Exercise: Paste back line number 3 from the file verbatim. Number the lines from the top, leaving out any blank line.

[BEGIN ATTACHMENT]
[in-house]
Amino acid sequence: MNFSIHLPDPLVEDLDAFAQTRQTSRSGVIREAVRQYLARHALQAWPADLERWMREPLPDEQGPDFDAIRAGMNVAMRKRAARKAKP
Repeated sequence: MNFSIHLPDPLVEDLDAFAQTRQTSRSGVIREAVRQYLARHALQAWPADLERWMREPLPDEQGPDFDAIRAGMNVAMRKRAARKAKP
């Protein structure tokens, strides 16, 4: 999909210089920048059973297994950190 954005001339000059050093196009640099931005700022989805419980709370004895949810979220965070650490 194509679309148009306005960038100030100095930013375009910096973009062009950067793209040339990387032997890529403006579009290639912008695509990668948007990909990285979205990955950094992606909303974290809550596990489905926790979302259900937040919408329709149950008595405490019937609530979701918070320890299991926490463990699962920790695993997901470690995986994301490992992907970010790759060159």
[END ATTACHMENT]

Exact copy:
Repeated sequence: MNFSIHLPDPLVEDLDAFAQTRQTSRSGVIREAVRQYLARHALQAWPADLERWMREPLPDEQGPDFDAIRAGMNVAMRKRAARKAKP